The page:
markets and high spending tourists.
To get an idea of a country's future, look at its past. Thailand was dragged from 3rd world poverty into the 20th century when the US came over and ploughed $Millions into the economy and infrastructure in readiness for the Vietnam war. The Americans then went on to bomb their Asian neighbours into oblivion. After the war, and with all that infrastructure in place, massive foreign investment in manufacturing industries flowed into Thailand. The boom was on! Thailand became the manufacturing base for South-East Asia. Cap that with the tourist $Billions that have been flowing in for the last 15 years or more and you have a perfect scenario to explain Thailand’s current economic fortunes. The eastern seaboard is Thailand’s biggest (only?) industrial area <There is a major industrial area north of Bangkok, including much of Ayuthya – Stick>, from Bangkok to Sattahip (the former US Naval base). It was the US who put in all the infrastructure: refineries, power generation, the huge airport at Utapao and the many seaports, which were all subsequently handed to the Thais on a silver platter in return for ‘favours’ to the US war machine.
Thailand has been the recipient of – and has been sustained by – massive amounts of foreign capital over the last 50 years. The Thai attitude that we get so pissed off with arose because our hosts have got some crazy, mixed up idea that they themselves were solely responsible for becoming the only semi-developed country in the region! As if!! But now, Thailand’s ‘Golden Age’ has come to an end. What the Lord giveth, he can just as easily take away. Let’s see if they can maintain the arrogant look in the future. The unfolding monetary crisis is going to wreck this place. You ain’t seen nothing yet!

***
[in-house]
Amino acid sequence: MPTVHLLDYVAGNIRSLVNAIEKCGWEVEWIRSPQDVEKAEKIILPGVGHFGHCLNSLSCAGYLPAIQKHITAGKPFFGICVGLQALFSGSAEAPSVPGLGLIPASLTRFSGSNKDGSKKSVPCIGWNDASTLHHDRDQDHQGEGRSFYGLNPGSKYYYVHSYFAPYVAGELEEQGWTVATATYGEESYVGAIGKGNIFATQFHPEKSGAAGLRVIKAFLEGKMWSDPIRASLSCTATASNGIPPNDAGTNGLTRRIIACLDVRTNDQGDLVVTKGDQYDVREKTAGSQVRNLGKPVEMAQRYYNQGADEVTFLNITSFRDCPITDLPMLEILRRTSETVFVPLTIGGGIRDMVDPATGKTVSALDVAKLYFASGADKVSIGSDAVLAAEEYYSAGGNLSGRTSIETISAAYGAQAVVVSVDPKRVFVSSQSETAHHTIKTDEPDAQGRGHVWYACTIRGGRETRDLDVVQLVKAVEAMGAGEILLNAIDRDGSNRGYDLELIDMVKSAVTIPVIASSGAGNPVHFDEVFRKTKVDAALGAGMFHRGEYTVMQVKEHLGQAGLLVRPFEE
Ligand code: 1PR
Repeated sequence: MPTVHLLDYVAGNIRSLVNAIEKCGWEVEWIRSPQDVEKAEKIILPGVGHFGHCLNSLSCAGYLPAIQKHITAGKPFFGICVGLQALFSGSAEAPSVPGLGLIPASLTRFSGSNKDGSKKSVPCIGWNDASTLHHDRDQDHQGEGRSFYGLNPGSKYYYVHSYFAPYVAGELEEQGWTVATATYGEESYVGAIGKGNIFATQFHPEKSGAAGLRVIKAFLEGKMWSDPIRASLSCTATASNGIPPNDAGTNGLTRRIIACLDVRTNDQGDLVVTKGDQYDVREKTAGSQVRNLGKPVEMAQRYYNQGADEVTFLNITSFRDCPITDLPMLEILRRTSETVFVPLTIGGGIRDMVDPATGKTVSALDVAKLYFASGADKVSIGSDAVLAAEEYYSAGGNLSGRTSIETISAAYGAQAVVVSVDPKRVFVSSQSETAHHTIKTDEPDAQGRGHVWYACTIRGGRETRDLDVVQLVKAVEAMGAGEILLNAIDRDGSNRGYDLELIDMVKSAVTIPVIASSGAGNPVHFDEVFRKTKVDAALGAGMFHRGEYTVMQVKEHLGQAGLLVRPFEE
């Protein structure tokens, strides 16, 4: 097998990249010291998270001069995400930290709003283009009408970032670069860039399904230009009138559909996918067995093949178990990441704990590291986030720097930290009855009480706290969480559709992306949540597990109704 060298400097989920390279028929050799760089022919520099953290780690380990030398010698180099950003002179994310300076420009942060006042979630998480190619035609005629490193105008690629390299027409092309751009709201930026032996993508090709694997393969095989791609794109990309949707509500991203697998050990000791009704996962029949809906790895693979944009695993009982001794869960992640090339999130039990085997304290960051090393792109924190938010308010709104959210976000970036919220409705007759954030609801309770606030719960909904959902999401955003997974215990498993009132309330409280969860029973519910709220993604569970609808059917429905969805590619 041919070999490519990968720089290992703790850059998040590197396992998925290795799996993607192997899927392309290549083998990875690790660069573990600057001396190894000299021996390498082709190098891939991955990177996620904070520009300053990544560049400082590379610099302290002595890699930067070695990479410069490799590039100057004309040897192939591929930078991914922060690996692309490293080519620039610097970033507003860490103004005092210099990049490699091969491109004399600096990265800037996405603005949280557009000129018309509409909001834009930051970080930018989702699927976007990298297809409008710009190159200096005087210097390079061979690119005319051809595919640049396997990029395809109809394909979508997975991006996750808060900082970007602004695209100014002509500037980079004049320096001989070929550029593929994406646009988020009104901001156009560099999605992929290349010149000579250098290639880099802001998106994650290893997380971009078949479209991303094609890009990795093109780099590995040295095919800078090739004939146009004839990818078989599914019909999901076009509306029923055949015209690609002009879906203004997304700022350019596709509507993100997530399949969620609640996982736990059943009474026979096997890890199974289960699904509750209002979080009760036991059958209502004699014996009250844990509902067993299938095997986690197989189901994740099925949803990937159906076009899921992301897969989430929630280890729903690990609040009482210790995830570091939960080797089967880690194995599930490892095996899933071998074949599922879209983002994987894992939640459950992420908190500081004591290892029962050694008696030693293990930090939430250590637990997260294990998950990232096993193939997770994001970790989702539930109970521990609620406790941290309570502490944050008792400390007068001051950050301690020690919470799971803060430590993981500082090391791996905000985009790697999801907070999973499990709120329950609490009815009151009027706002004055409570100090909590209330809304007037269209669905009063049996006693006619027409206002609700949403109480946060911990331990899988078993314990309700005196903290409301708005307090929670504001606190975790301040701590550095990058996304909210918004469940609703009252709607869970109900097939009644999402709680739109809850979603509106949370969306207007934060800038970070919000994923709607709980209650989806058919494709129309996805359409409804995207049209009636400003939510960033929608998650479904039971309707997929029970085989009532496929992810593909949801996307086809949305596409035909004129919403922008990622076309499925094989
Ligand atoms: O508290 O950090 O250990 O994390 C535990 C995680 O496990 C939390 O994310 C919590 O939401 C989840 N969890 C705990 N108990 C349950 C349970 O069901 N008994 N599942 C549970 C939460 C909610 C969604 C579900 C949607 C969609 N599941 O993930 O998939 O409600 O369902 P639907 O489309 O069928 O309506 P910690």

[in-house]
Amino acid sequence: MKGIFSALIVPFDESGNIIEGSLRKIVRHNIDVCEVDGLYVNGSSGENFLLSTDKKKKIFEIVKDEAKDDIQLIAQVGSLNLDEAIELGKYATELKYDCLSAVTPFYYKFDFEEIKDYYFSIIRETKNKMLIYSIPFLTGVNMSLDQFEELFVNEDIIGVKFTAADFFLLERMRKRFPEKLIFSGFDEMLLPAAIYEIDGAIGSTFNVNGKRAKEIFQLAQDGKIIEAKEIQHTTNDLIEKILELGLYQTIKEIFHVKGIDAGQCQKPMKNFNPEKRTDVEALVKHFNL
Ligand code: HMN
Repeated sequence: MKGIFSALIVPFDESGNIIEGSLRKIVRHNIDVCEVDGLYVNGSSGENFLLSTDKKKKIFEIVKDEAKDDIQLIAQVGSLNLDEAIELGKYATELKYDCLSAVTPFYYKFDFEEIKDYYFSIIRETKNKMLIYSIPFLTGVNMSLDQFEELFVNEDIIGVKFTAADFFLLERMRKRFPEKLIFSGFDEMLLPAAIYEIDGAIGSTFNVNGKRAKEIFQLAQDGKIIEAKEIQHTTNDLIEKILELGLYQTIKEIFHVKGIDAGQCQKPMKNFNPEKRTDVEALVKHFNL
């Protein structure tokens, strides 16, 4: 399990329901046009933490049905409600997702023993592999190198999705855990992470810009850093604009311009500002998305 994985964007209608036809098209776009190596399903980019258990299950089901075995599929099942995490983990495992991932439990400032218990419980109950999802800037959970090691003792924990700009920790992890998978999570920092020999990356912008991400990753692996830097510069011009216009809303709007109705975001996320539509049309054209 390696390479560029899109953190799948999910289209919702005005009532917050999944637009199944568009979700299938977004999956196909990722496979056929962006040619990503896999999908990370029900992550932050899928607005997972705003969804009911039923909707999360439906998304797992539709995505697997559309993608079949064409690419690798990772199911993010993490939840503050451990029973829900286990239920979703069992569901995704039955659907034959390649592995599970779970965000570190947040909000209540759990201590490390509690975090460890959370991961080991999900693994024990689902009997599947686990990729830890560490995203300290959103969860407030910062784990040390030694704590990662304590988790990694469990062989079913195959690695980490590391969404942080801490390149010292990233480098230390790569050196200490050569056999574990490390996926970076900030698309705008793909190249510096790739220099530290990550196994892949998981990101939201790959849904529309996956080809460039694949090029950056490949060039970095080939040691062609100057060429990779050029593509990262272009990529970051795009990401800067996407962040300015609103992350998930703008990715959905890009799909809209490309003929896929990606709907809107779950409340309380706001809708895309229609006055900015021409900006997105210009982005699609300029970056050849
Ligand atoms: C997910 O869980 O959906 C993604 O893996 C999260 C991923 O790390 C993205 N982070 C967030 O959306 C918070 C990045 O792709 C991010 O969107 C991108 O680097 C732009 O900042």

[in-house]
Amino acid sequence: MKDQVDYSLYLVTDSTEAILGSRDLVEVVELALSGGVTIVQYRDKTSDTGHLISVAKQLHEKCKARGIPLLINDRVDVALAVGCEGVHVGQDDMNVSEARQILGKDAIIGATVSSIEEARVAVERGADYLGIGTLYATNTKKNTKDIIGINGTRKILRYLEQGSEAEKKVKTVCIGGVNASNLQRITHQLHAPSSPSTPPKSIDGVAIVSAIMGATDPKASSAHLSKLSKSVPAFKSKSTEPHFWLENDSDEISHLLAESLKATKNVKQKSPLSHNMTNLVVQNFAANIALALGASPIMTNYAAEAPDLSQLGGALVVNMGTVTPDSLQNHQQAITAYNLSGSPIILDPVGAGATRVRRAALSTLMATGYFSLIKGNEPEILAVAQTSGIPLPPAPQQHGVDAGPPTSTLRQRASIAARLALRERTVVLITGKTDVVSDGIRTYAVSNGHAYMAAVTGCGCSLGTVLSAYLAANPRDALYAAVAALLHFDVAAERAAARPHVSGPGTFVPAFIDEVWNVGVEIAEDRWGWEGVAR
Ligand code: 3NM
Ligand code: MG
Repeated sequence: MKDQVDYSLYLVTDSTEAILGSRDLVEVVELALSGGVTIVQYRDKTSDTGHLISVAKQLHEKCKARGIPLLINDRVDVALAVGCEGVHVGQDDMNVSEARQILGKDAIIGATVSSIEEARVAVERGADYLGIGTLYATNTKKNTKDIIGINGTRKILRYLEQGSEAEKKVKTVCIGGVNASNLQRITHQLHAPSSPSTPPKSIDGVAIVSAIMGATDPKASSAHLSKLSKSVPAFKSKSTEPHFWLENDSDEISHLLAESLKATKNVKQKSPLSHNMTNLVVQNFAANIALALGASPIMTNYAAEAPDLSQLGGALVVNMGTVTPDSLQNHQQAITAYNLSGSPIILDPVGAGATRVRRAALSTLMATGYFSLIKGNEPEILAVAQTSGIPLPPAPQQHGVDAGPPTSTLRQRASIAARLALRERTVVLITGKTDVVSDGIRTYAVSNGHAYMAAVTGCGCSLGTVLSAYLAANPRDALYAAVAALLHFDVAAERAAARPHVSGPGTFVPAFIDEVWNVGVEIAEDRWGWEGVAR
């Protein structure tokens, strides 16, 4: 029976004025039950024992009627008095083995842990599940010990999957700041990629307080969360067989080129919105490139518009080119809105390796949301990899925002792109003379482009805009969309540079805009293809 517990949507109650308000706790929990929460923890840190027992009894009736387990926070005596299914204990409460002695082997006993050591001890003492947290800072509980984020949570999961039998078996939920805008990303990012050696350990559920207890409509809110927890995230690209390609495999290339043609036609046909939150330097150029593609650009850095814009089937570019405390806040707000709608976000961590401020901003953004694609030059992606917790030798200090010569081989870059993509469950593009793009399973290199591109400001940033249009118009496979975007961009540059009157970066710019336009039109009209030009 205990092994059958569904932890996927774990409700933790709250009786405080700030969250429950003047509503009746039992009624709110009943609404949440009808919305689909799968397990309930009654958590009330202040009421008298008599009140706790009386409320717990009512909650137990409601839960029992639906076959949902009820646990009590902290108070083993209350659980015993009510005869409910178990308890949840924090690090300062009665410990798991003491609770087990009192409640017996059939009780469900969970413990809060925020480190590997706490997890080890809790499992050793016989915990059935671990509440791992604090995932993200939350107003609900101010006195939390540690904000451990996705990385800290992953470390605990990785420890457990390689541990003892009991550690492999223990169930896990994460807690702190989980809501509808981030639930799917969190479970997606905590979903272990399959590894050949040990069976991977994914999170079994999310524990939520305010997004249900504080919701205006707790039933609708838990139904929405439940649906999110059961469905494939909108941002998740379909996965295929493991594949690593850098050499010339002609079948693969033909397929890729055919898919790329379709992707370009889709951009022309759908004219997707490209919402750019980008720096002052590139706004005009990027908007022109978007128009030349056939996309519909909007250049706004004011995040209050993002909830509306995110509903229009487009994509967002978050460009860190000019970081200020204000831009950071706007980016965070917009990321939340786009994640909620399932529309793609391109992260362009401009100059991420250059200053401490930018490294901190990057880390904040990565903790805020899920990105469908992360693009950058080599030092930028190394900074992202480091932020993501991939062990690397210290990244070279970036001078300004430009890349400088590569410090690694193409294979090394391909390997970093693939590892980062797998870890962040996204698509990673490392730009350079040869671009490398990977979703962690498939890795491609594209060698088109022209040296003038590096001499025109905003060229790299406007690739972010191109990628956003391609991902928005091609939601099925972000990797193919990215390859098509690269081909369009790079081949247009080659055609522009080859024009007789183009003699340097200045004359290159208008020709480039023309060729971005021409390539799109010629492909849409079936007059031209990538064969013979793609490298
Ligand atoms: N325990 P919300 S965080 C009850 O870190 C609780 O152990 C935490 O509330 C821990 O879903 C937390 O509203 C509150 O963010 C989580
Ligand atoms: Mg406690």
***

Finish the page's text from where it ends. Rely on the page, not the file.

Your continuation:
Consider: What does Thailand have to show for all these years of foreign benevolence? A proper legal system? Do Thai citizens enjoy equal justice before the law? Is there a thriving middle class? Is there a corruption free and fair government? How about transparency in business and opportunity for ordinary Thais? Does the country have an honest, reliable police force? Is there a strong moral code and work ethic in place? How about an accessible education system to enable ordinary people to gain the skills necessary to compete with the outside world? Need I go on?